During this war there have been almost 2,500 American Soldiers killed plus another one thousand of our Allies Soldiers. There has also been right at 2,500 American Soldiers wounded. Plus the Congressional Budget Office says that the American tax payers have spent right at thee Trillion Dollars on this war. There is no such thing as leaving with honor or making an honest deal with the Taliban no matter what Mr. Trump thinks or tries. The civilians of the Nation of Afghanistan know that as soon as the U.S. pulls out all of our troops with those of all of our Allies that they will be back under the control of the Taliban and many thousands more of their civilians will be butchered. Even if our Government is able to strike some type of Government Sharing deal with the Taliban as Mr. Trump is trying to do and as Mr. Obama tried to do that is never going to end ‘Honorably’. Those of us old enough remember when President Nixon got on TV when we pulled out of Vietnam and lied to us all saying that we ended the war ‘with honor’ while we were still bombing the countries around Vietnam and with him knowing that we were leaving American POW’s there. There was no ‘Honor’ the way we left thousands of people there to be butchered nor will there be any Honor in our leaving Afghanistan.

 

Mr. Trump is between the preventable ‘rock and a hard place’. Our enemies always play the ‘long game’ while America always does not. If our Government had spent about 2 of that 3 Trillion dollars fixing Afghanistan’s infrastructure, building roads, schools, hospitals, and grids for electricity and water for the citizens maybe we could have won the hearts of the Afghan people. Several times I have heard the stat that about 90% of their people only have the single set of clothes they have on and that food is still a major issue for their people. These wars are great for American business that supply the war materials but couldn’t a lot of other type of businesses done well also if we had chosen to go that route?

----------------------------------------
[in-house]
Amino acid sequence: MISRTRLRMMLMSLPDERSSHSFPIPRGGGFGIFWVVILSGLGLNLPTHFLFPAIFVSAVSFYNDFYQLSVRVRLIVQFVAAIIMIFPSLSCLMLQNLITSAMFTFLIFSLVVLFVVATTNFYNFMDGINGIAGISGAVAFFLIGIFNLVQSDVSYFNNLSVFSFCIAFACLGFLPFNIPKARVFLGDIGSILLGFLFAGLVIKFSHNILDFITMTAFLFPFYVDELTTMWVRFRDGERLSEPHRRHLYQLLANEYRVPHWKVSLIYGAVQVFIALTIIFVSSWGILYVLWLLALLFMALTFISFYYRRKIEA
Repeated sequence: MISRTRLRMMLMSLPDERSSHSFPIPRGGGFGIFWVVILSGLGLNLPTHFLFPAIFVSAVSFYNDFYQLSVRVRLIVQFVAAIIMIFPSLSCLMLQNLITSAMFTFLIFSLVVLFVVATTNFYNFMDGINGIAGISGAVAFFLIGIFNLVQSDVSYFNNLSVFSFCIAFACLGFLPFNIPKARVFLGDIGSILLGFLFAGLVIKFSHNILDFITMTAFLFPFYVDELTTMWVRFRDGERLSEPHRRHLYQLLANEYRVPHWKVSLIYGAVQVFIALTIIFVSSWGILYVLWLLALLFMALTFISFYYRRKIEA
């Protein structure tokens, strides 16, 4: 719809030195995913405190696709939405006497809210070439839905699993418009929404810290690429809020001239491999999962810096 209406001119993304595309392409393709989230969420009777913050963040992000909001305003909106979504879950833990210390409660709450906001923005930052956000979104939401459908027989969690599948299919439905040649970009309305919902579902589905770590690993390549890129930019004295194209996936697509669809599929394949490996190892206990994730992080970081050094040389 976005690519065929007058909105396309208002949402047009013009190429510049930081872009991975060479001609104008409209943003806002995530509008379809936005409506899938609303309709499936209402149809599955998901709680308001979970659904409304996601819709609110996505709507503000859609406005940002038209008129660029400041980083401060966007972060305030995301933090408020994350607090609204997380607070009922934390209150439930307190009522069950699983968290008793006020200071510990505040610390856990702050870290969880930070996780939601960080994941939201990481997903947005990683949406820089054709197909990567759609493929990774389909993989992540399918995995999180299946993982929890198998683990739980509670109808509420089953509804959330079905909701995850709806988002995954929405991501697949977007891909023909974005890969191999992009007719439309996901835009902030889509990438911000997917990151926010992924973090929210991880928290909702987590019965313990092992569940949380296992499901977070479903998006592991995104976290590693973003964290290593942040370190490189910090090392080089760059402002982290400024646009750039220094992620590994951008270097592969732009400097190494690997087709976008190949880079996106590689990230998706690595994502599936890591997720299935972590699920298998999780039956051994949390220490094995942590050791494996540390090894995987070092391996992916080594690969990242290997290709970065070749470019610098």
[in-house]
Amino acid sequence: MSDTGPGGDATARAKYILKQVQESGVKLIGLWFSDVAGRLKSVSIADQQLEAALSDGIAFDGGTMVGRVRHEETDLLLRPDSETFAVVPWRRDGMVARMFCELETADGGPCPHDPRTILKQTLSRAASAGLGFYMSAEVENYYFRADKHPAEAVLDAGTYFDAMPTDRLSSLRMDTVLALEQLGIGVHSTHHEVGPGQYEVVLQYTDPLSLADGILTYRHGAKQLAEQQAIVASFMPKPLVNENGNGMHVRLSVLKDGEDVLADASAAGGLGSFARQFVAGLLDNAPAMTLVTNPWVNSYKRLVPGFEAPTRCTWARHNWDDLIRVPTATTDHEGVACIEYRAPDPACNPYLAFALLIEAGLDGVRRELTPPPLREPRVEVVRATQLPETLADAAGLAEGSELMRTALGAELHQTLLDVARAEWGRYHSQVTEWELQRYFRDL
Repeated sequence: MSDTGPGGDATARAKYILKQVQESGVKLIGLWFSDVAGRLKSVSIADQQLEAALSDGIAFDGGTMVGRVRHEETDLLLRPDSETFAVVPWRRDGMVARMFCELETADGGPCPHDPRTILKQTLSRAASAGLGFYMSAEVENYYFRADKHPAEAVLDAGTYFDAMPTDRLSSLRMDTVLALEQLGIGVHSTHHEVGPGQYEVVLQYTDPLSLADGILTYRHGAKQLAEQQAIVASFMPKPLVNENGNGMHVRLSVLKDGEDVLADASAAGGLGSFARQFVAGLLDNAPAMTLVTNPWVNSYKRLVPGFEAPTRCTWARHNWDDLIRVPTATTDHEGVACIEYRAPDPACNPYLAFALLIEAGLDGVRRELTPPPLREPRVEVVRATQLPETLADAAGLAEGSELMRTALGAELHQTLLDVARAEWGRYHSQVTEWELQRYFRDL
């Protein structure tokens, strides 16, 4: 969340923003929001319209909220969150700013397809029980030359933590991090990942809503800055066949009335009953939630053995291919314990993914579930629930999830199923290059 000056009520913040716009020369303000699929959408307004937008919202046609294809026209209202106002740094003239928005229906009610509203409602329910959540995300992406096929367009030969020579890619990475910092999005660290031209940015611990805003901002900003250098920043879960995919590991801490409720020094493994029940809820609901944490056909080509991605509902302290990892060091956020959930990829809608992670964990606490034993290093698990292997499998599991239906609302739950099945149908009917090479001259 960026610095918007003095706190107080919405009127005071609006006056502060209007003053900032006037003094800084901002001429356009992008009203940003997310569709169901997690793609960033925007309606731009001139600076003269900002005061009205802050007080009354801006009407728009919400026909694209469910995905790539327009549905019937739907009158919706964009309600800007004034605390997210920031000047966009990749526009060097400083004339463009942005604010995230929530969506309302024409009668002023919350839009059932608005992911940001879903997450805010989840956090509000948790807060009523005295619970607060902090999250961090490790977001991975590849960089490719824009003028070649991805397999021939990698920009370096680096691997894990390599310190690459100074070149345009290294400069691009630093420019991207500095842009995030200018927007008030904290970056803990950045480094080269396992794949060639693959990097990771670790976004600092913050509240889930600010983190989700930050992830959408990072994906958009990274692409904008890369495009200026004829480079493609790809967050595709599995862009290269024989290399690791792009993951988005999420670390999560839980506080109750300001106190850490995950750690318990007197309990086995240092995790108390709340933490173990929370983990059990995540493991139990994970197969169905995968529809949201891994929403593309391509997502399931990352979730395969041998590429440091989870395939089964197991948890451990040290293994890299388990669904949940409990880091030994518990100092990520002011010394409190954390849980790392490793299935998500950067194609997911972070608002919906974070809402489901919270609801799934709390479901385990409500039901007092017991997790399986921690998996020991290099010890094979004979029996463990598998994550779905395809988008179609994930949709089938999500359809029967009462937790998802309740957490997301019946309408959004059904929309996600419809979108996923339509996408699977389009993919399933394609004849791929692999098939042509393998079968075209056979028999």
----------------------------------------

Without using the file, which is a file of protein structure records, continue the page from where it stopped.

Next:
I know that several folks who are reading this are thinking about how much our Nations own infrastructure and our own American workforce could have helped our own Nation’s people if we had spent that money here. If our Government would have looked at how to do only surgical strikes at the Leaders of these Islamic groups there would be many more people alive and uninjured today. In the short term there may be some propaganda put out by our Government about how we ended the war in Afghanistan ‘with honor’ but it will be in fact just a line of BS. When we eventually do completely leave Afghanistan the Taliban will retake over governing that Nation, we the people of America have in fact wasted our Blood and our Gold and the Afghanistan people will be right back where they were in September of 2001.

President Trump Tweets Sensitive Surveillance Image of Iran

(THIS ARTICLE IS COURTESY OF NPR NEWS)

 

President Trump Tweets Sensitive Surveillance Image of Iran

A commercial satellite image from the company Maxar (bottom); the image tweeted by President Trump (top) appears to be of better quality.

(Bottom) Satellite image ©2019 Maxar Technologies; (top) @realDonaldTrump

President Trump has tweeted what experts say is almost certainly an image from a classified satellite or drone, showing the aftermath of an accident at an Iranian space facility.